Sex is a topic many people don’t want to talk about.
Parents may not feel qualified or comfortable discussing sex with their children. Or they may be concerned their efforts at preventing teen pregnancy will be viewed as approving the behavior.
One local group that wants to help empower teens to enjoy their education, and to discover and achieve life goals before becoming parents, is looking for support.
By helping youth learn to set boundaries and encouraging abstinence, the group puts the impetus on the students themselves to learn about healthy relationships, improve parent-child communication skills, and set personal limits.
Tish Stallings, a prevention specialist with the Cherokee Nation, recently led a discussion about how to define strategies to raise awareness and help the community address the need to prevent teen pregnancies.
“Teen pregnancy is not generally recognized by the community and its leaders as a problem. People seem to have a vague awareness of the efforts toward preventing teen pregnancy,” Stallings said.
Underage drinking, substance abuse and sexually transmitted diseases are problems addressed through the work of groups like the Bringing Everyone’s Strengths Together coalition.
“We need to look at why teen pregnancy is an issue here in Tahlequah,” Stallings said.
Dr. Gregg Woitte, director of obstetrics and gynecology at W.W. Hastings Hospital, believes communities need to work toward breaking the cycle of grandparents raising their grandchildren.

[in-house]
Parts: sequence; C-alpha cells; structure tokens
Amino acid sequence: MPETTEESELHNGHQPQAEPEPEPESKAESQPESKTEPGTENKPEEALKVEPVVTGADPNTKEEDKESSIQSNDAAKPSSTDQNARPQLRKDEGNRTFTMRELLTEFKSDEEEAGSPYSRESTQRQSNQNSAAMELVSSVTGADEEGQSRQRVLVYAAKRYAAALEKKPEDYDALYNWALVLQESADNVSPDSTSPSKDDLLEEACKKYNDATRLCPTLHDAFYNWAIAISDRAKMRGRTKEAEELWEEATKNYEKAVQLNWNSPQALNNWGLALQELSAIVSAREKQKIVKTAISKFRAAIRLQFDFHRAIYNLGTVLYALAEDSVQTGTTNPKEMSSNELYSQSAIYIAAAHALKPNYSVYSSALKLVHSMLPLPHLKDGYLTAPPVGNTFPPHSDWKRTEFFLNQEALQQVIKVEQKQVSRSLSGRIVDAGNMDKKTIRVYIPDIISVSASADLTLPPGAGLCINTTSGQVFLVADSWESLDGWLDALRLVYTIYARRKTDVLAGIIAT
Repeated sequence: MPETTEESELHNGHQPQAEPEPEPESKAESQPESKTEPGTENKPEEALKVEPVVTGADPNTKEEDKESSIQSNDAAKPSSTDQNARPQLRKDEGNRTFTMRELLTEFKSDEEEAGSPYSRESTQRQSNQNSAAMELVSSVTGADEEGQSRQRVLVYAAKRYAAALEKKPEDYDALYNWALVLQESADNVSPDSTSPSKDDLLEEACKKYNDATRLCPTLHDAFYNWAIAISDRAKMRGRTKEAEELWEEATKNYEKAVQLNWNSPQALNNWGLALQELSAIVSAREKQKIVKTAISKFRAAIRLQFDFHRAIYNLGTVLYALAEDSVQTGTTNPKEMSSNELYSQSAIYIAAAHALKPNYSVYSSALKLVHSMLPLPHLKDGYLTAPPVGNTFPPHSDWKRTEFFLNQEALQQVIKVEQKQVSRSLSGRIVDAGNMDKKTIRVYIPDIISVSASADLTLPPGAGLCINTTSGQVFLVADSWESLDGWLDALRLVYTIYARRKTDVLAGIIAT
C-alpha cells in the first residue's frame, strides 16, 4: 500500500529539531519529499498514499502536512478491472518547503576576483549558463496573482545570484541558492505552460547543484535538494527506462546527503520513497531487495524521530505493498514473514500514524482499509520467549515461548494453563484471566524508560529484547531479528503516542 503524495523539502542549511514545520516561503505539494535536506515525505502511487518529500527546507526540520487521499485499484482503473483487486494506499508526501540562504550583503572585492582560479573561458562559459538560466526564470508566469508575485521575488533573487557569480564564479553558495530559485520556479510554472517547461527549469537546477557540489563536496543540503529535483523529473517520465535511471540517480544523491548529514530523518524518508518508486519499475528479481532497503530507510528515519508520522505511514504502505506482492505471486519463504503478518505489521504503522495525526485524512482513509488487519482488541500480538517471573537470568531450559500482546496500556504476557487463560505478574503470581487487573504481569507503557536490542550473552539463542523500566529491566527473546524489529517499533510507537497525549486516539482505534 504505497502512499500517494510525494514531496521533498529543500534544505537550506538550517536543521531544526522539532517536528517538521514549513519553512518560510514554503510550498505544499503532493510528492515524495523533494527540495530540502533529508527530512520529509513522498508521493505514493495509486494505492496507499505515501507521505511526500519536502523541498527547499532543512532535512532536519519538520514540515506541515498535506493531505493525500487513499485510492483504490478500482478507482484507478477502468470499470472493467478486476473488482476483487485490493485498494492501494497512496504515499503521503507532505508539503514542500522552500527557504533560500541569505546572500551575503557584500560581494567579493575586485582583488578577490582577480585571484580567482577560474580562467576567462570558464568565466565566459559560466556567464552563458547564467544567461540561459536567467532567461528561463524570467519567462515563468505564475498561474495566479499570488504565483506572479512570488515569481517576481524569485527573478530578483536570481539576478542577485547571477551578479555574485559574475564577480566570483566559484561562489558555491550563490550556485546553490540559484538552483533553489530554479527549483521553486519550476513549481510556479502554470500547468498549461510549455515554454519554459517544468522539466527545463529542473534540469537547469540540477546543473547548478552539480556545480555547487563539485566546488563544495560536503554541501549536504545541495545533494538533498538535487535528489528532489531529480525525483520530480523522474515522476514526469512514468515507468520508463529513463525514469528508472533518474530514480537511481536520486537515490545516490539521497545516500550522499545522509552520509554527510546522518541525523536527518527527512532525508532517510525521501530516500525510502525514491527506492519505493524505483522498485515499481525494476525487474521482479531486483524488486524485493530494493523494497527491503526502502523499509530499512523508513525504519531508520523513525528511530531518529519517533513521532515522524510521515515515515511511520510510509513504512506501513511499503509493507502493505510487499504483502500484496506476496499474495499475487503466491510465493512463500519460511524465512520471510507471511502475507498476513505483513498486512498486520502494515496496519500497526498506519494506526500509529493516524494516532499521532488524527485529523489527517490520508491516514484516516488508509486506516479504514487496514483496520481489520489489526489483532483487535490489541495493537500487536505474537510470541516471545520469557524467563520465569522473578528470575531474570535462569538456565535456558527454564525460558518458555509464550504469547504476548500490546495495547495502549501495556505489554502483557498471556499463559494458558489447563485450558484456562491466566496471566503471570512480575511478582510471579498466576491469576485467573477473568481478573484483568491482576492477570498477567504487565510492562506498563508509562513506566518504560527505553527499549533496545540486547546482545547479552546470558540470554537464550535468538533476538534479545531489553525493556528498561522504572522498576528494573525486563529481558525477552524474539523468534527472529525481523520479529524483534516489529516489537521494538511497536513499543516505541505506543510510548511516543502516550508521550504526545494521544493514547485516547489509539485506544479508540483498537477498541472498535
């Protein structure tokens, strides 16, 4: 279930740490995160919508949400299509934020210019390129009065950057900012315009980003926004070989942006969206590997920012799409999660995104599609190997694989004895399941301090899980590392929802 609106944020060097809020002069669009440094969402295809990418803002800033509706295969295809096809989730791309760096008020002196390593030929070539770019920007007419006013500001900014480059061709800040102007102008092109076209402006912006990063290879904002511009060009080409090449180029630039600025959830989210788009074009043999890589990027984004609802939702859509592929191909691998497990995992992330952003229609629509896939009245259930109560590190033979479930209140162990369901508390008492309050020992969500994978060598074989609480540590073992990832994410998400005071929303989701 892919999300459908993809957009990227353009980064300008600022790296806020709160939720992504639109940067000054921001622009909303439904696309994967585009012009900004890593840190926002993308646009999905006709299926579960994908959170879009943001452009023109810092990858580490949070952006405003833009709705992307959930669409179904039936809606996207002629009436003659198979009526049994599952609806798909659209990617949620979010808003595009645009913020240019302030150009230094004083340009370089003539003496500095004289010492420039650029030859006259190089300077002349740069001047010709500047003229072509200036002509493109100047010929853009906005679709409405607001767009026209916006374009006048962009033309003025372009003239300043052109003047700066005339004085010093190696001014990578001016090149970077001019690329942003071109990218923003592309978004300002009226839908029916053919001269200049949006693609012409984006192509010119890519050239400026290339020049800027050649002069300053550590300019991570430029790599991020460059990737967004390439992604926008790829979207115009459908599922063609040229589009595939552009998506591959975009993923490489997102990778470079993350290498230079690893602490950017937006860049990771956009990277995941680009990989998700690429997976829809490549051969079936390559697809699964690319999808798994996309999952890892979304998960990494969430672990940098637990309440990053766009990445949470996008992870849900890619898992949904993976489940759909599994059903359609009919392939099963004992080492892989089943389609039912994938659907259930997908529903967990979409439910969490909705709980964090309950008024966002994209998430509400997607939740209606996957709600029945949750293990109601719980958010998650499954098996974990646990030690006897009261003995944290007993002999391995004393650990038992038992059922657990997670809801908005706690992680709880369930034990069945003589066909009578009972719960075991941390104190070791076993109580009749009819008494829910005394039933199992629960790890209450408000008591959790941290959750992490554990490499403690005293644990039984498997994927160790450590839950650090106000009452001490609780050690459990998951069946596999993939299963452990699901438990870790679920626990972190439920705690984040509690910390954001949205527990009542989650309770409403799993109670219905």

“Just because you had kids when you were a teenager doesn’t mean your kids do,” Woitte said.
He said he’s delivered babies to children as young as 11, but generally they’re age 14 or 15.
One reason teens give for engaging in sex is lack of extracurricular activities, said Barbara Williams.
“Isn’t it really about parent involvement with their kids?” Woitte asked. “Doing things with their kids, being involved in their band or sports activities.”
While he was growing up near Chicago, there was no shortage of activities, Woitte said.
“We certainly need a more coordinated effort with recreation and a parks center here,” he said.
Terrill White grew up in Tahlequah, but he has worked in communities with a lot to do, yet the kids still say there’s nothing to do. As project coordinator for the “Draw the Line, Respect the Line” program, White is very aware of the need for teen pregnancy prevention efforts and education in the community.
“It seems that being a pregnant teenager is becoming more and more accepted,” said White. “I graduated from high school [in Tahlequah] in 1996 and I only remember one girl being pregnant.”